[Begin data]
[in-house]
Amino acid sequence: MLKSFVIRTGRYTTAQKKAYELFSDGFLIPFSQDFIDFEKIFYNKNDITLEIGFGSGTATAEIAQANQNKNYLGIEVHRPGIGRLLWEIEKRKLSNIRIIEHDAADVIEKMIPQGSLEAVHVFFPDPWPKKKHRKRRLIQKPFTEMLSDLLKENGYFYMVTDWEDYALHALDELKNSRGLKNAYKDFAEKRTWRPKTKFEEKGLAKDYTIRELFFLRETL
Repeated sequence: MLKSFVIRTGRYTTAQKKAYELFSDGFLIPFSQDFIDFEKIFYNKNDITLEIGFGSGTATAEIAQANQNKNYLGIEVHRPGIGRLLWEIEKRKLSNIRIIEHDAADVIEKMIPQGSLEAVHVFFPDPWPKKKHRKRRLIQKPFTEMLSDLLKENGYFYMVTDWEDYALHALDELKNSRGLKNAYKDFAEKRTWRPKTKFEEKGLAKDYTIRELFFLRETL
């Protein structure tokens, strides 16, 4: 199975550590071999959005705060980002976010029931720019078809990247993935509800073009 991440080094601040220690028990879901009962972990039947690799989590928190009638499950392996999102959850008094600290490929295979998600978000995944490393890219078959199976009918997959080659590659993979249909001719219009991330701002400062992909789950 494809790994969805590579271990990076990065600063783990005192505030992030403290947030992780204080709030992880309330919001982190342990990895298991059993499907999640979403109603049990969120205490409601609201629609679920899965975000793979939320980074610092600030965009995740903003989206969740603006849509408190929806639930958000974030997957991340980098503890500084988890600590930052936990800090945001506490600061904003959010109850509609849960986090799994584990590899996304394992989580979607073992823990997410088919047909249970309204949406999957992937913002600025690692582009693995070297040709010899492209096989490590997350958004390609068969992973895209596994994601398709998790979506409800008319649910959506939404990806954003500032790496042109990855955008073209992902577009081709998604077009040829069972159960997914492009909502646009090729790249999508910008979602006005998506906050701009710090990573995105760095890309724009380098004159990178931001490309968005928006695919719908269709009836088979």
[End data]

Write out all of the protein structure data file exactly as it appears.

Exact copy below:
[in-house]
Amino acid sequence: MLKSFVIRTGRYTTAQKKAYELFSDGFLIPFSQDFIDFEKIFYNKNDITLEIGFGSGTATAEIAQANQNKNYLGIEVHRPGIGRLLWEIEKRKLSNIRIIEHDAADVIEKMIPQGSLEAVHVFFPDPWPKKKHRKRRLIQKPFTEMLSDLLKENGYFYMVTDWEDYALHALDELKNSRGLKNAYKDFAEKRTWRPKTKFEEKGLAKDYTIRELFFLRETL
Repeated sequence: MLKSFVIRTGRYTTAQKKAYELFSDGFLIPFSQDFIDFEKIFYNKNDITLEIGFGSGTATAEIAQANQNKNYLGIEVHRPGIGRLLWEIEKRKLSNIRIIEHDAADVIEKMIPQGSLEAVHVFFPDPWPKKKHRKRRLIQKPFTEMLSDLLKENGYFYMVTDWEDYALHALDELKNSRGLKNAYKDFAEKRTWRPKTKFEEKGLAKDYTIRELFFLRETL
């Protein structure tokens, strides 16, 4: 199975550590071999959005705060980002976010029931720019078809990247993935509800073009 991440080094601040220690028990879901009962972990039947690799989590928190009638499950392996999102959850008094600290490929295979998600978000995944490393890219078959199976009918997959080659590659993979249909001719219009991330701002400062992909789950 494809790994969805590579271990990076990065600063783990005192505030992030403290947030992780204080709030992880309330919001982190342990990895298991059993499907999640979403109603049990969120205490409601609201629609679920899965975000793979939320980074610092600030965009995740903003989206969740603006849509408190929806639930958000974030997957991340980098503890500084988890600590930052936990800090945001506490600061904003959010109850509609849960986090799994584990590899996304394992989580979607073992823990997410088919047909249970309204949406999957992937913002600025690692582009693995070297040709010899492209096989490590997350958004390609068969992973895209596994994601398709998790979506409800008319649910959506939404990806954003500032790496042109990855955008073209992902577009081709998604077009040829069972159960997914492009909502646009090729790249999508910008979602006005998506906050701009710090990573995105760095890309724009380098004159990178931001490309968005928006695919719908269709009836088979």